Ryan Smith has a degree in journalism and more than a dozen years’ experience writing for bona fide newspapers. That didn’t spare him his job, though, and like many of us with resumes replete with publications, advanced degrees, and the willingness to work for very little money, he recently found himself scrounging for editorial work.
And like many in his situation, he found that work with one of the New Millennium’s content farms, a misnomer if ever there was one. They should be called “content factories,” because what they produce is not grown, but assembled, and the people who assemble it are sometimes as removed from one another as the people who make the various pieces of a Ford Focus.
Smith lives in Chicago, and the company he worked for until very recently is Journatic, which “produces” content for newspapers around the country — no article, or topic, is too small. But who produces it? Filipinos, to start. They compile research and write it up, in broken English, and then send the stuff — what else can you call it? — to the editors at Journatic, who polish it and make it look like journalism. At times they attach a fake byline — a ghost — to the article so it appears to have been written by an actual “someone.”
What would Karl Marx say? In modern society, workers are increasingly reduced to minor roles within the great industrial complex, producing only their part of a machine, or even, a piece of processed food. The guy who makes the paste that will become the macaroni has no contact with the lady who mixes the chemicals that will become the powder that will become your cheese sauce, and neither of them will ever meet the people who print the boxes, or those who will assemble them, and on and on down the line.
And now, in 2012, so it is with journalism.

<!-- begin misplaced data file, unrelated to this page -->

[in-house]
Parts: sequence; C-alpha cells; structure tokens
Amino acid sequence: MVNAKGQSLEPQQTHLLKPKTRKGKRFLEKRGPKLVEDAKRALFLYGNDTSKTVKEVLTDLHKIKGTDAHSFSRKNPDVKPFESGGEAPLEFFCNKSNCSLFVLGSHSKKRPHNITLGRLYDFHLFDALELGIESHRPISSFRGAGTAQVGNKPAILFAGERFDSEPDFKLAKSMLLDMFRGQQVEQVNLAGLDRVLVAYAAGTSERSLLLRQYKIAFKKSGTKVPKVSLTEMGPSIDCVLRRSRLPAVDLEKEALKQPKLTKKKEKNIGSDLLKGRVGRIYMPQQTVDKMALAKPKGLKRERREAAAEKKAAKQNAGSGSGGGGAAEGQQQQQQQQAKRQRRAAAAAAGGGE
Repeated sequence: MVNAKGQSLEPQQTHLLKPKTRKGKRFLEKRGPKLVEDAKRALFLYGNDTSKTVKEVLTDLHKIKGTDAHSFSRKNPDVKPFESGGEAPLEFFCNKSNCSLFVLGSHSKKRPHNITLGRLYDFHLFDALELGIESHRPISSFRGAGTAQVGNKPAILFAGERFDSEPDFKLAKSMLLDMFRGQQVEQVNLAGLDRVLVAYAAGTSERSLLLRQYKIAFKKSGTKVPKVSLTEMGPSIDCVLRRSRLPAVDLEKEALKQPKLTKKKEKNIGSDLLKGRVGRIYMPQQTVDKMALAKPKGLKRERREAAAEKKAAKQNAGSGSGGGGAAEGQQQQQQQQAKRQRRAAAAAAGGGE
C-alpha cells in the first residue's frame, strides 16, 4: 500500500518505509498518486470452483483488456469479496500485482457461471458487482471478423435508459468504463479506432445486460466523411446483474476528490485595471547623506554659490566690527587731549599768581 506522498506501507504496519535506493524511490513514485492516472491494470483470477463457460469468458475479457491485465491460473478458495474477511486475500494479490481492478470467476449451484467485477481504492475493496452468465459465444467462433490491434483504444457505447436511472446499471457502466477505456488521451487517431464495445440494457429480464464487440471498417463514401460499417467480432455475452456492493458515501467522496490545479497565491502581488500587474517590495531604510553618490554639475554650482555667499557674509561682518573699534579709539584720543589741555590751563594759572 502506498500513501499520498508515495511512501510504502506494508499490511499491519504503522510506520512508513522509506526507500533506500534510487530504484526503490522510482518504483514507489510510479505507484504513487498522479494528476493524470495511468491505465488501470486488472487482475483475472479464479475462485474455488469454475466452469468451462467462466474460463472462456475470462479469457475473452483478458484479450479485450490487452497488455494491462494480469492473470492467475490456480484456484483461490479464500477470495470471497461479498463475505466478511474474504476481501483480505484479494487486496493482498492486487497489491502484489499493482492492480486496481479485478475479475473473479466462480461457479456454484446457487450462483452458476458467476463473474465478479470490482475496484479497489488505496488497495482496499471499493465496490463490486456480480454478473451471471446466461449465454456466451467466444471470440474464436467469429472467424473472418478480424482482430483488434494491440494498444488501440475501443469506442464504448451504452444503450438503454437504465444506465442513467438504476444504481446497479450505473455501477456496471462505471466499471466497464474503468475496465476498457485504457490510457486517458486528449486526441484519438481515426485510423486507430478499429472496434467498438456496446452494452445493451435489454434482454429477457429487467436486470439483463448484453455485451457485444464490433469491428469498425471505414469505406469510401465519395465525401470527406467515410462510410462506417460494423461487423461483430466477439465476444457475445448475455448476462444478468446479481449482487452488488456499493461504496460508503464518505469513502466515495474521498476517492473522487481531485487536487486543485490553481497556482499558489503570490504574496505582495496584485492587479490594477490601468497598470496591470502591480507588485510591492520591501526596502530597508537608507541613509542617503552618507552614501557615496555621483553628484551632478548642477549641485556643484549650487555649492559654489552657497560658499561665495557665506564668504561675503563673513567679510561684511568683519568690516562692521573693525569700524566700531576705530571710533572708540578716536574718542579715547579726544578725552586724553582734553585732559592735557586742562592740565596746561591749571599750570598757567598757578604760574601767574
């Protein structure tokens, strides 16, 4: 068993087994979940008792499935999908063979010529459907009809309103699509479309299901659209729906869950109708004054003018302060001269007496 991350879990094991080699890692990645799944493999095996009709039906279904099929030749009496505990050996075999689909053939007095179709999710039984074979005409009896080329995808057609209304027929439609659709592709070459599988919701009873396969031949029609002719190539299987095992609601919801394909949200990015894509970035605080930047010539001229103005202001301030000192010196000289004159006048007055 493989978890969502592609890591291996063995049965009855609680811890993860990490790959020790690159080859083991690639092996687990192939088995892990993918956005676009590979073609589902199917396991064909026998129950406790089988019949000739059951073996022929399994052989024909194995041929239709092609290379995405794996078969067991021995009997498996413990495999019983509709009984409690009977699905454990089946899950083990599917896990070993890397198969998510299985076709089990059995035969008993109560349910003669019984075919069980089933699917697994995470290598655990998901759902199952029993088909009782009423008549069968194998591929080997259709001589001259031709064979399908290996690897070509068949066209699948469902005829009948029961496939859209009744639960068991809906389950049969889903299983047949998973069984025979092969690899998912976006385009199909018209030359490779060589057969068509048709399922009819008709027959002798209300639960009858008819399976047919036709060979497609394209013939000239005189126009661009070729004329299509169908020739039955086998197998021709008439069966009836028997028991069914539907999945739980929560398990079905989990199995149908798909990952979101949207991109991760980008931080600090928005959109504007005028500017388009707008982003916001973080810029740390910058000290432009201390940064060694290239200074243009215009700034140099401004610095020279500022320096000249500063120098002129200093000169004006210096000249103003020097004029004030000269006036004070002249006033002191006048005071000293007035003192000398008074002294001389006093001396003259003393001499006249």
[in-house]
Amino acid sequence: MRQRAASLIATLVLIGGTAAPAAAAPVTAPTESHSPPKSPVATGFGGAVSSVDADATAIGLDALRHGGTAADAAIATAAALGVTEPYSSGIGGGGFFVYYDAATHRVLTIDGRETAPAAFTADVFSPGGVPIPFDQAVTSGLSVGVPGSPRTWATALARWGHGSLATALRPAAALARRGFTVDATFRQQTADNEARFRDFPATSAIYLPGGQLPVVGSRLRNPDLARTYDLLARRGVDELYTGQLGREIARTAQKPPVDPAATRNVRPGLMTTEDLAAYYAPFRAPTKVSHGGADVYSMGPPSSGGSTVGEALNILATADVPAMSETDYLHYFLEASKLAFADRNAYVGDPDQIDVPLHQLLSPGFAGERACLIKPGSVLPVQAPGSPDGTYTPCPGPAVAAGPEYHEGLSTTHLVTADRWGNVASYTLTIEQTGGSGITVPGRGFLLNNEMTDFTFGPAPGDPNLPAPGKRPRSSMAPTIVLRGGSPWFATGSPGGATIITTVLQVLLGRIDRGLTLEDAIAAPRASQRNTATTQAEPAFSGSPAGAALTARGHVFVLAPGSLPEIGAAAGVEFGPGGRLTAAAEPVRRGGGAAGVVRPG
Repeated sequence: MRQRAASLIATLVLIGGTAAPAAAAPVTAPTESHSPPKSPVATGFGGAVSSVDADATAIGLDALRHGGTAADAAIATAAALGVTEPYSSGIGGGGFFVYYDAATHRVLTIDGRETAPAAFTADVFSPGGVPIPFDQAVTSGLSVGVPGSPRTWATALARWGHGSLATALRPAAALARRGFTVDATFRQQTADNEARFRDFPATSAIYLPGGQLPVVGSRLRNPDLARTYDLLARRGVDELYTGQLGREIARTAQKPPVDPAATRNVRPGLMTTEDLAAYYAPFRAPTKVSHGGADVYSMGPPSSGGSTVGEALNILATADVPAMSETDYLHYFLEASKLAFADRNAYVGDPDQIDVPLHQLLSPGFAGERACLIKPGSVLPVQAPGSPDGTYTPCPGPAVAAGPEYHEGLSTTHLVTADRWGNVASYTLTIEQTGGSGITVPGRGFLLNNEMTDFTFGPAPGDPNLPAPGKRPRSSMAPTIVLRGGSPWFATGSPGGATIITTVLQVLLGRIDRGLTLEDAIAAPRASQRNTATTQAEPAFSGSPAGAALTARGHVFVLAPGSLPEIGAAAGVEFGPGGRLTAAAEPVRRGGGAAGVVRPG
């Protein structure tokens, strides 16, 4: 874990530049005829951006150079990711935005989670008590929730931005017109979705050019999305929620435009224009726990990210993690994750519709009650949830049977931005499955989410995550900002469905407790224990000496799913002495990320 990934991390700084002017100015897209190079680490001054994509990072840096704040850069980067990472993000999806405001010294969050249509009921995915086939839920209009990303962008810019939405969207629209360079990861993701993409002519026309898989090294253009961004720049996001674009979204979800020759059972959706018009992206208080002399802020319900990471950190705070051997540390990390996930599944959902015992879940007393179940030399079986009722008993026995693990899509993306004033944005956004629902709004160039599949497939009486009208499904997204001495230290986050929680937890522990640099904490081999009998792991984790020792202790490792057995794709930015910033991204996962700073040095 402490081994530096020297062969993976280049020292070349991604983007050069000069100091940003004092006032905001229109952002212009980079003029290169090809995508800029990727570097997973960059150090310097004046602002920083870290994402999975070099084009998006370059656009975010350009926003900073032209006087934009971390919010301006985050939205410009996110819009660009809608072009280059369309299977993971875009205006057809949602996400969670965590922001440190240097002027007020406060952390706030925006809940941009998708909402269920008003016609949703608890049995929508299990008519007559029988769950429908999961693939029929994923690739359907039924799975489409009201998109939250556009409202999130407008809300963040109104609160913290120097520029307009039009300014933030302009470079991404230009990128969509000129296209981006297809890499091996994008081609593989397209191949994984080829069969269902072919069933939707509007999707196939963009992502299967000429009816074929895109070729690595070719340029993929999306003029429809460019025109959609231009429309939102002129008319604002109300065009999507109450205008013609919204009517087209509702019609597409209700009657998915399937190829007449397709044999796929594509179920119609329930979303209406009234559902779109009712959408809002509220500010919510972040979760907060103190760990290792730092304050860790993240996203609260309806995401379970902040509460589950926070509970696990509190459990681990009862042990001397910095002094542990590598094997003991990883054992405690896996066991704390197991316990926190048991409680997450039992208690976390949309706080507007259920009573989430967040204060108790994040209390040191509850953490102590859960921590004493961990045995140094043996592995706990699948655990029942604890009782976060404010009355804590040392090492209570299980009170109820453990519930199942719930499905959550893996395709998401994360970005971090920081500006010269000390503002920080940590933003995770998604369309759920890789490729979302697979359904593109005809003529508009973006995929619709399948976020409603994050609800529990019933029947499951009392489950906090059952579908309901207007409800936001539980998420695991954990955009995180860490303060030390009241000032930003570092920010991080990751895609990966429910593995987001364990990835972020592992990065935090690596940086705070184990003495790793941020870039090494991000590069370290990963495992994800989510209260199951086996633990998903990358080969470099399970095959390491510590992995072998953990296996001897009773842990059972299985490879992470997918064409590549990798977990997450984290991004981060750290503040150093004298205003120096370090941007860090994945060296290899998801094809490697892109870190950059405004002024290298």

Smith quit his gig with Journatic kind of like Greg Smith left Goldman Sachs last winter: by speaking out against the company in the national media. Greg Smith wrote an Op/Ed for the New York Times; Ryan Smith went on This American Life. But whereas Greg Smith had earned enough that he could quit his job without immediate peril, Ryan Smith was raking in around $4 an hour at Journatic.
The wage was not an hourly, but rather, as is usually the case in journalism, the agreed-upon rate for a given article. A 400-word piece for the Houston Chronicle might fetch him $12, and because he cared about his work, he’d spend a few hours on it. That’s a good way to go broke.
It’s also a good way to ensure the demise of journalism. As the NPR segment pointed out, you can’t expect writers who are making almost nothing as it is to go the extra mile and actually report on a news story. They will call one, maybe two sources and call it a day. Journalism, in short, is becoming garbage.
Newspapers are bleeding, or worse, dying. Meanwhile, Journatic is thriving, and even hiring.
Ryan Smith’s public denouncement of Journatic may bring awareness to the problem, but it won’t stem the destruction. Instead, I fear it will only shine a light on what journalism used to be, and will never be again. His appearance on NPR has already gotten a lot of attention from interested parties — that is, people who care about journalism — but all that attention seems come with a subtext, a resigned lament about the old days of quality journalism: “Goodbye to all that.”